• Neglecting your responsibilities and needs
  • Falling sick more often than before
  • Loss of interest in activities you once enjoyed
  • Changes in sleep patterns
  • Changes in appetite and/or weight
  • Feeling overwhelmed, helpless or hopeless
  • Withdrawal from friends, family and other loved ones
  • Feel like your life revolves around caregiving, but it gives you little satisfaction
  • Constantly worrying and find it hard to relax even when help is available
  • Feelings of wanting to hurt yourself or the person for whom you are caring

How Do You Prevent Caregiver Burnout?

Learning to manage or prevent caregiver burnout is not always easy. However, caring for your own wellbeing is necessary to ensure that you are better able to care for your loved ones.

Besides taking a toll on our health, caregiver burnout also affects the quality of care that our loved one receives. Here are some tips that can help us prevent burnout or recover from one, be motivated to deliver care, and make caregiving a fulfilling experience again:

1. Prioritise

Caregivers have a never-ending to-do list that’s impossible to complete. It’s easy to feel overwhelmed if you try to complete everything at one go. Instead, try to break down your tasks into smaller, actionable steps, prioritise them according to urgency and need, and establish a daily routine. 

2. Set Realistic Expectations

We often put a lot of pressure on ourselves as a caregiver to try to give our loved one the best care possible. However, it’s important to keep in mind that no one is a perfect caregiver. Remind yourself that you’re always doing the best you can and making the best decision possible at that point in time, and that is enough.

Sometimes, we expect to see visible changes in our loved one’s condition, feeling disheartened when it doesn’t improve. However, in some cases, there’s only a slim chance of improvement, especially if your loved one has a progressive condition such as Alzheimer’s. Managing your expectations can help to reduce the emotional toll of caregiving. 

3. Embrace and Accept Your Role as a Caregiver

When faced with your loved one’s illness and/or the added responsibility of caregiving, you may feel that it’s unfair. While it’s important to recognise that your feelings are valid, it can be helpful to accept that some things are beyond your control. One may want to adjust one’s mindset instead.

Perhaps becoming a caregiver has allowed you to set a good example for your children or improved your relationship with your loved one. Accept your role as a caregiver and focus your energy on the positive and meaningful aspects of caregiving to keep you going.

4. Get the Appreciation You Need

Feeling appreciated can motivate us in difficult times. However, our loved ones may not always be able to feel or show their appreciation due to their condition. It might help to imagine how they would respond if they were well and remind yourself that they would show their appreciation if they could. Turning to family and friends for support and validation may help as well.

5. Give Yourself a Pat on the Back

Don’t downplay the time and effort you put into caregiving. Give yourself a pat on the back and find ways to acknowledge and reward yourself. You could even come up with a list of how you’ve made a difference and refer to it every time you feel disheartened.

6. Join a Caregiver Support Group

Being surrounded by people in a similar situation can be comforting. Besides providing validation and emotional support to one another, these individuals can share concrete and actionable strategies to cope with the challenges of caregiving. It’s also a great place to forge meaningful friendships. Here’s a list of caregiver support groups in Singapore that you may consider joining. 

7. Take a Break

For caregivers, breaks are not a luxury, but a necessity. Pamper yourself ‚Äď it could be treating yourself to a massage and spa or even something simple like taking a long relaxing bath. Make time to meet up with friends and do the things you enjoy. Don‚Äôt feel guilty for taking time off for yourself. Taking a break to recharge can help you become a better caregiver. After all, your life should not solely revolve around caregiving, you deserve to enjoy yourself too!¬†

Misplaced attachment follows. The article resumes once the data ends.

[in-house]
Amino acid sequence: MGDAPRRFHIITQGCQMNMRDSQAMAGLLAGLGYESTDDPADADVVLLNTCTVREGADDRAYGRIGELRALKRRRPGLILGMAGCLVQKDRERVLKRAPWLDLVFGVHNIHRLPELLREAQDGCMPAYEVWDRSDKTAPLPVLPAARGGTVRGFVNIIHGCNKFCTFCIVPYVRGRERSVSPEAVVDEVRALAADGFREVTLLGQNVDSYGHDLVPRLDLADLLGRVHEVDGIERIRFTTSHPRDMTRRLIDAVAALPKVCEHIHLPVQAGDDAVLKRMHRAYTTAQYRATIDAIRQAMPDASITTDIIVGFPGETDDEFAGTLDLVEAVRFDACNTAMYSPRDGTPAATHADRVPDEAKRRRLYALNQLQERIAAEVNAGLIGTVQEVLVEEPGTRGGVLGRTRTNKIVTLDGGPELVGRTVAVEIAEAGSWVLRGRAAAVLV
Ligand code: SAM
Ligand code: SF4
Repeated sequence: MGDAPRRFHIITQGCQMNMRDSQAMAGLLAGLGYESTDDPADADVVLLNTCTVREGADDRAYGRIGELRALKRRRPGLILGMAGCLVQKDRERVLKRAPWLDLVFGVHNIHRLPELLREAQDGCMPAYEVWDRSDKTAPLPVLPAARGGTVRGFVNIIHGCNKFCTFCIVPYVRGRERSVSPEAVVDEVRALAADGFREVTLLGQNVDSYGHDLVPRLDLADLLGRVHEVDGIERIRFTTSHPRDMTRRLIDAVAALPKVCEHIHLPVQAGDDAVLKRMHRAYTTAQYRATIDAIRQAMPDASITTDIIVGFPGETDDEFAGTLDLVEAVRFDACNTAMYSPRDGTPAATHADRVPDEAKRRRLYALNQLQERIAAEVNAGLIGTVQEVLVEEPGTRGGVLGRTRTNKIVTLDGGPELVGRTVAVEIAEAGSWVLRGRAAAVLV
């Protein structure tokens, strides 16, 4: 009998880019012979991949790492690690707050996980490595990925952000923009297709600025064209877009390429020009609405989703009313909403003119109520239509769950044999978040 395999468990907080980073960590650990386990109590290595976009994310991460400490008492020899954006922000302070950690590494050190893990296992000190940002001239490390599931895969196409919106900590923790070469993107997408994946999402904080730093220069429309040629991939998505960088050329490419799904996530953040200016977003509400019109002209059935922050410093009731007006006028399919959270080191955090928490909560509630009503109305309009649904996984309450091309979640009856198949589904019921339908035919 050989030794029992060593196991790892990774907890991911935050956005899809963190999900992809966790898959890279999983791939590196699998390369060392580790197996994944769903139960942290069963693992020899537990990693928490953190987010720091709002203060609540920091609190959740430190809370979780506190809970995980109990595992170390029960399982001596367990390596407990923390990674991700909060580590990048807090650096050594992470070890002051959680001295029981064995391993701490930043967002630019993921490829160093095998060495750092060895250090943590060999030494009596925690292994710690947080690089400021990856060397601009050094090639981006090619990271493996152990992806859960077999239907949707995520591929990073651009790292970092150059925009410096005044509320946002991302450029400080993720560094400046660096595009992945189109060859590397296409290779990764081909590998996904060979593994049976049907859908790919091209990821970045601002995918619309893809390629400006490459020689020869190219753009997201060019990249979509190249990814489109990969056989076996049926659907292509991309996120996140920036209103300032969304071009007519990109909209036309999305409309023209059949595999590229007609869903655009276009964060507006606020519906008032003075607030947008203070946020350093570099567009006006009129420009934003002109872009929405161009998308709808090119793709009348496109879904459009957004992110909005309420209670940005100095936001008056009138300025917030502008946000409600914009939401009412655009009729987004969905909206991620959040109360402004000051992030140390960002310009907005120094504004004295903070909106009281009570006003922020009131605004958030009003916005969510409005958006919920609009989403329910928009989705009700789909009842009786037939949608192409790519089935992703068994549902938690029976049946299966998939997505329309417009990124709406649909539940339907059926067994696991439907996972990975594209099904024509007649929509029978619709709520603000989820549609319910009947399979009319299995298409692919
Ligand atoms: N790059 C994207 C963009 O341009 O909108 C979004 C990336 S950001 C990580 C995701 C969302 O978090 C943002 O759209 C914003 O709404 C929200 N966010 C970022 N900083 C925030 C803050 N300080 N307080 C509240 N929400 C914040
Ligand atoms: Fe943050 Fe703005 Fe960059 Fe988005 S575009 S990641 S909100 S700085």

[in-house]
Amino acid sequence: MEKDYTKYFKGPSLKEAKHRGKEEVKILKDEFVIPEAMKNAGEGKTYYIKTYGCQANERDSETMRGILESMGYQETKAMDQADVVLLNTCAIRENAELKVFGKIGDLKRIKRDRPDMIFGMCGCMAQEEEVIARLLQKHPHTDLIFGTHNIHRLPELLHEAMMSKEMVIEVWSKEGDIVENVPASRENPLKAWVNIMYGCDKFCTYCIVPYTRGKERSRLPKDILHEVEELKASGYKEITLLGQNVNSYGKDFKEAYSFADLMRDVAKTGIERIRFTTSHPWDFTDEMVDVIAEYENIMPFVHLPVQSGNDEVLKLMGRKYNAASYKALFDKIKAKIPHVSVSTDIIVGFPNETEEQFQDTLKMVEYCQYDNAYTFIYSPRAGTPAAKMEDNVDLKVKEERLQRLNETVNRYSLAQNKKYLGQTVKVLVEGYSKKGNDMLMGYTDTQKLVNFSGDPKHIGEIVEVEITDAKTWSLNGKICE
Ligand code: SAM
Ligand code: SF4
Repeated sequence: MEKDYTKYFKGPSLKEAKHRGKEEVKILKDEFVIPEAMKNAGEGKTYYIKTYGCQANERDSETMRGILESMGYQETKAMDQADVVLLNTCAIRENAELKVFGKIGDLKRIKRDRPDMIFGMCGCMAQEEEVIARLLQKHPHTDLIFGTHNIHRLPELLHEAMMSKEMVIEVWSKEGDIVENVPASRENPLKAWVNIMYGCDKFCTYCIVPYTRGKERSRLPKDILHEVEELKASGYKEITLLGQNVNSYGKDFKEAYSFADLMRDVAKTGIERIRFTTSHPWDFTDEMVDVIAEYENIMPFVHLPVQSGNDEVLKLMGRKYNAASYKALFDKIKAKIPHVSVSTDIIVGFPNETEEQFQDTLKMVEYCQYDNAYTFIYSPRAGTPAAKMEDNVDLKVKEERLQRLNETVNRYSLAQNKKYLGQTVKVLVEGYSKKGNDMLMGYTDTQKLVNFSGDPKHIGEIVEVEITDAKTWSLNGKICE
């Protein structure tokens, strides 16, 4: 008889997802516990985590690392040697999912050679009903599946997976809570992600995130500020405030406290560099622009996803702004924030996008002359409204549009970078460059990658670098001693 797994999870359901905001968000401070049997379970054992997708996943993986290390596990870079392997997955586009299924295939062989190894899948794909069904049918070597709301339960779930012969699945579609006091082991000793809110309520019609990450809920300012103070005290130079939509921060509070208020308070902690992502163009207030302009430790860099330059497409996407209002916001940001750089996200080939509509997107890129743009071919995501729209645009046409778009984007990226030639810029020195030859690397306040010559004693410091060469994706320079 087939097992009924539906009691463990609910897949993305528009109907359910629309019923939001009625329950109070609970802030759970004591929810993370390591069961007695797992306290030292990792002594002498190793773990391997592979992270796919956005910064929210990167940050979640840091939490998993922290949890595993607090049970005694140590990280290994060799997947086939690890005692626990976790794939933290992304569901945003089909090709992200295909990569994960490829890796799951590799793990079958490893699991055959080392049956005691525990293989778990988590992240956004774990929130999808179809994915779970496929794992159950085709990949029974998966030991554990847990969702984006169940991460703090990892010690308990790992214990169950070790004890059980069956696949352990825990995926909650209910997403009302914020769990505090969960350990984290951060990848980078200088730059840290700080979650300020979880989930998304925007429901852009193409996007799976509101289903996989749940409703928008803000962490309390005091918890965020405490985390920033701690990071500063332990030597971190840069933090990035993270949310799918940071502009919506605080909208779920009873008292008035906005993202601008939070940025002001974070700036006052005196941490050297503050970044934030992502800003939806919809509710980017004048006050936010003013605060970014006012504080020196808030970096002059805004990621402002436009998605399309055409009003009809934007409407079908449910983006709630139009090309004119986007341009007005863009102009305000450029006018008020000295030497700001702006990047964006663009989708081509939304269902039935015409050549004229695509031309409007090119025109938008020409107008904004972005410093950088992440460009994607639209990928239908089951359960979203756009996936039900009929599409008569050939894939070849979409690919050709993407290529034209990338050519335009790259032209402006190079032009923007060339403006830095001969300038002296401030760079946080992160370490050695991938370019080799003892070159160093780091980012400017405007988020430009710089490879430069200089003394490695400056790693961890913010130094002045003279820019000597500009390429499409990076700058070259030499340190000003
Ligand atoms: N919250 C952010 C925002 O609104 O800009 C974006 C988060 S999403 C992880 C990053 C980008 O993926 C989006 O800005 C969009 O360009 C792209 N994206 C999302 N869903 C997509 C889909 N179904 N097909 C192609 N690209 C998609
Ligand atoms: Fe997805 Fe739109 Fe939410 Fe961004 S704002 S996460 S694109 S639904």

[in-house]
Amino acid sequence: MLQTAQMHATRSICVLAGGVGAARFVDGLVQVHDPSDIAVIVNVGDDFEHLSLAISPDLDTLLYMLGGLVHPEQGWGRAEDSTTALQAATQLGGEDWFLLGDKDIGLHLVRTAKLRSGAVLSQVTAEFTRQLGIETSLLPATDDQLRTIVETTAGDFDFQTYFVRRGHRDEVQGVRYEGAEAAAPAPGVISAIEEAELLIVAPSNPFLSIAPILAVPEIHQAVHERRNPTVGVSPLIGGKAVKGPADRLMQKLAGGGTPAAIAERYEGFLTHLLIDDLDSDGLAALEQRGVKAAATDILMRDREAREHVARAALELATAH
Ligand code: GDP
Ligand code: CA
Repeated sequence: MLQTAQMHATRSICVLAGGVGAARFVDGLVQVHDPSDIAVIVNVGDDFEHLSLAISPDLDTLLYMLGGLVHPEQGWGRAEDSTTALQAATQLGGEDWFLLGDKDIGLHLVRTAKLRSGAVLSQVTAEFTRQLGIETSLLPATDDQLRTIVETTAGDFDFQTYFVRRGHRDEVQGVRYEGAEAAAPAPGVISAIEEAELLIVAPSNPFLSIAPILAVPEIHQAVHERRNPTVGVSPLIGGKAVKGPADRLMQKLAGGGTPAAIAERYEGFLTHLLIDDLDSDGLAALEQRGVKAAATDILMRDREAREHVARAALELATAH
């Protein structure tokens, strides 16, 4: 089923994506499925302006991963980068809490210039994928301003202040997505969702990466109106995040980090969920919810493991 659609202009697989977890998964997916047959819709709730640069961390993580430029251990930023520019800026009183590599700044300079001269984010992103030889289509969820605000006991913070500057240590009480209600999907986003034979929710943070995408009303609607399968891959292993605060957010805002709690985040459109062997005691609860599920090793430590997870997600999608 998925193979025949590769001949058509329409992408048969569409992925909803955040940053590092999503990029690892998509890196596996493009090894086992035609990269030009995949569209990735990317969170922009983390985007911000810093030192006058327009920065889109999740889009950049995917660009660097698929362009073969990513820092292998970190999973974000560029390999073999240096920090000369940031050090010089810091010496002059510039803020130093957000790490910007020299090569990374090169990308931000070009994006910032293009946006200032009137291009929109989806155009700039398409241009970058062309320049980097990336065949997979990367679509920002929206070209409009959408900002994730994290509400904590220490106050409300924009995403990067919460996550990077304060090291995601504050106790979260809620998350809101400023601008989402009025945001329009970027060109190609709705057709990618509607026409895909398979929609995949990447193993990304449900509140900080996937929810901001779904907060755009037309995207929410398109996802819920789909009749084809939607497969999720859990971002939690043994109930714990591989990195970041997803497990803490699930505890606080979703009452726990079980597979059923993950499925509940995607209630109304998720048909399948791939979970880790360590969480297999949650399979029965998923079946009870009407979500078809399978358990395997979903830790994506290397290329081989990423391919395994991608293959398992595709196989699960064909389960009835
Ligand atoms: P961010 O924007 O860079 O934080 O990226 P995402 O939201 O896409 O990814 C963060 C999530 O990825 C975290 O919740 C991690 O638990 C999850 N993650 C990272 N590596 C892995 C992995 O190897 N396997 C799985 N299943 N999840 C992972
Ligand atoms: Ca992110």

8. Practise Self-Care

It’s important to take care of yourself before taking care of others. As a first step, make sure you have sufficient sleep. Sleep is important in improving our mood, energy, productivity, and ability to handle stress. Eating well can also boost our energy levels and keep us healthy. 

While it can be a dread to exercise when you’re already stressed and tired, it can, however, be a great mood booster and help you stay healthy. Regular exercise can help us feel more energetic as well. Try to aim for 30 minutes a day, breaking it up into shorter sessions if it’s easier.

Going for regular health check-up is another aspect of self-care. While you are busy bringing your loved one to and fro medical appointments, make sure you make time for your own too. 

9. Meditate

Make time for relaxation or meditation into your daily routine to help relieve stress and boost your joy and wellbeing. Practise deep breathing, progressive muscle relaxation, yoga or mindfulness meditation. Even a few minutes a day can help you feel more composed when things get overwhelming.

10. Reach Out for Help

Shouldering the entire scope of caregiving responsibilities by yourself is bound to lead to burnout. We all need a little help sometimes. Don’t be afraid to reach out for and accept help, be it from family and friends, volunteers or professional care providers.

Home Care Options For Your Loved One in Singapore

Remember that you are not alone in this caregiving journey. Reaching out for help when you need it prevents your stress from escalating into a burnout.

Home care services can help relieve you of your caregiving responsibilities in the short-term so that you can take time off for yourself.

For caregivers who prefer for their loved ones to remain in the comfort and familiarity of home, engaging home care services can be a great option. Qualified nurses and caregivers can support your loved one with activities of daily living, nursing procedures and more. 

When the going gets tough, it can help to remember that you’re not alone. Help is always available. Don’t hesitate to reach out for support when you need it.

This article first appeared on Homage.

Homage is an award-winning personal care solution that provides on-demand holistic home and community-based caregiving and medical services to seniors and adults, allowing them to age and recover with grace, control, and dignity.